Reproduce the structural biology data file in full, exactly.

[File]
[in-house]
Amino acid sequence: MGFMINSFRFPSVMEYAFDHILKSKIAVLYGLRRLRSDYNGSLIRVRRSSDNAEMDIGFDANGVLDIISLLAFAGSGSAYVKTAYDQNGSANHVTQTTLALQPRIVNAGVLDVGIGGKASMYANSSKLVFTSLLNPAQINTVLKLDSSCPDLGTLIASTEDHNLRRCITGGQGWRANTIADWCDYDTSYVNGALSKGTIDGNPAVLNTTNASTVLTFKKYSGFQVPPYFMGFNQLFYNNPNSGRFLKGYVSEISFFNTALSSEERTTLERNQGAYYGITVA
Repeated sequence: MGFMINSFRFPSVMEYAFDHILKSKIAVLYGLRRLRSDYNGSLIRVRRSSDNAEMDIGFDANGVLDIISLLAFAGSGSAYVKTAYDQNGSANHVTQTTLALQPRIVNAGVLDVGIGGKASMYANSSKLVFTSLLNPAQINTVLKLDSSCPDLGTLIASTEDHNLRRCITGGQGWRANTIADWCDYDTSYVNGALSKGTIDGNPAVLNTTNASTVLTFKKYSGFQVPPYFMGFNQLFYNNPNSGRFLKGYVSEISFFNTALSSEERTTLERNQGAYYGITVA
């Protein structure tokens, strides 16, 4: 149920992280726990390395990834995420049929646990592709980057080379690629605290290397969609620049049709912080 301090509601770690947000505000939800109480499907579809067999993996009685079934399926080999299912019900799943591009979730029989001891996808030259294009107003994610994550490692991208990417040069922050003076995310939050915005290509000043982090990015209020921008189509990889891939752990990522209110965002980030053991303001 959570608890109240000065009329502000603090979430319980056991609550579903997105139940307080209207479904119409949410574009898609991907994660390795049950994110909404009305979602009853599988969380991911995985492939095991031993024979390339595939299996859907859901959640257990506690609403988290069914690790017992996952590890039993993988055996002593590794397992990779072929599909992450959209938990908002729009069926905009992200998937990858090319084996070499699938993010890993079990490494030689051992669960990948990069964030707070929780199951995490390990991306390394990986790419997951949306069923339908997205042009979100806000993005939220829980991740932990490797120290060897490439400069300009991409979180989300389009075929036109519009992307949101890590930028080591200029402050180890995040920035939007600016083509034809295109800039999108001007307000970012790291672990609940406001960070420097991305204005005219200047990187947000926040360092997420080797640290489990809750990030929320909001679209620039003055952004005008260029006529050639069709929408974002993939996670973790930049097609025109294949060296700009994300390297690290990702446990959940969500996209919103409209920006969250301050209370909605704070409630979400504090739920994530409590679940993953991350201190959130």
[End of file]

[in-house]
Amino acid sequence: MGFMINSFRFPSVMEYAFDHILKSKIAVLYGLRRLRSDYNGSLIRVRRSSDNAEMDIGFDANGVLDIISLLAFAGSGSAYVKTAYDQNGSANHVTQTTLALQPRIVNAGVLDVGIGGKASMYANSSKLVFTSLLNPAQINTVLKLDSSCPDLGTLIASTEDHNLRRCITGGQGWRANTIADWCDYDTSYVNGALSKGTIDGNPAVLNTTNASTVLTFKKYSGFQVPPYFMGFNQLFYNNPNSGRFLKGYVSEISFFNTALSSEERTTLERNQGAYYGITVA
Repeated sequence: MGFMINSFRFPSVMEYAFDHILKSKIAVLYGLRRLRSDYNGSLIRVRRSSDNAEMDIGFDANGVLDIISLLAFAGSGSAYVKTAYDQNGSANHVTQTTLALQPRIVNAGVLDVGIGGKASMYANSSKLVFTSLLNPAQINTVLKLDSSCPDLGTLIASTEDHNLRRCITGGQGWRANTIADWCDYDTSYVNGALSKGTIDGNPAVLNTTNASTVLTFKKYSGFQVPPYFMGFNQLFYNNPNSGRFLKGYVSEISFFNTALSSEERTTLERNQGAYYGITVA
């Protein structure tokens, strides 16, 4: 149920992280726990390395990834995420049929646990592709980057080379690629605290290397969609620049049709912080 301090509601770690947000505000939800109480499907579809067999993996009685079934399926080999299912019900799943591009979730029989001891996808030259294009107003994610994550490692991208990417040069922050003076995310939050915005290509000043982090990015209020921008189509990889891939752990990522209110965002980030053991303001 959570608890109240000065009329502000603090979430319980056991609550579903997105139940307080209207479904119409949410574009898609991907994660390795049950994110909404009305979602009853599988969380991911995985492939095991031993024979390339595939299996859907859901959640257990506690609403988290069914690790017992996952590890039993993988055996002593590794397992990779072929599909992450959209938990908002729009069926905009992200998937990858090319084996070499699938993010890993079990490494030689051992669960990948990069964030707070929780199951995490390990991306390394990986790419997951949306069923339908997205042009979100806000993005939220829980991740932990490797120290060897490439400069300009991409979180989300389009075929036109519009992307949101890590930028080591200029402050180890995040920035939007600016083509034809295109800039999108001007307000970012790291672990609940406001960070420097991305204005005219200047990187947000926040360092997420080797640290489990809750990030929320909001679209620039003055952004005008260029006529050639069709929408974002993939996670973790930049097609025109294949060296700009994300390297690290990702446990959940969500996209919103409209920006969250301050209370909605704070409630979400504090739920994530409590679940993953991350201190959130």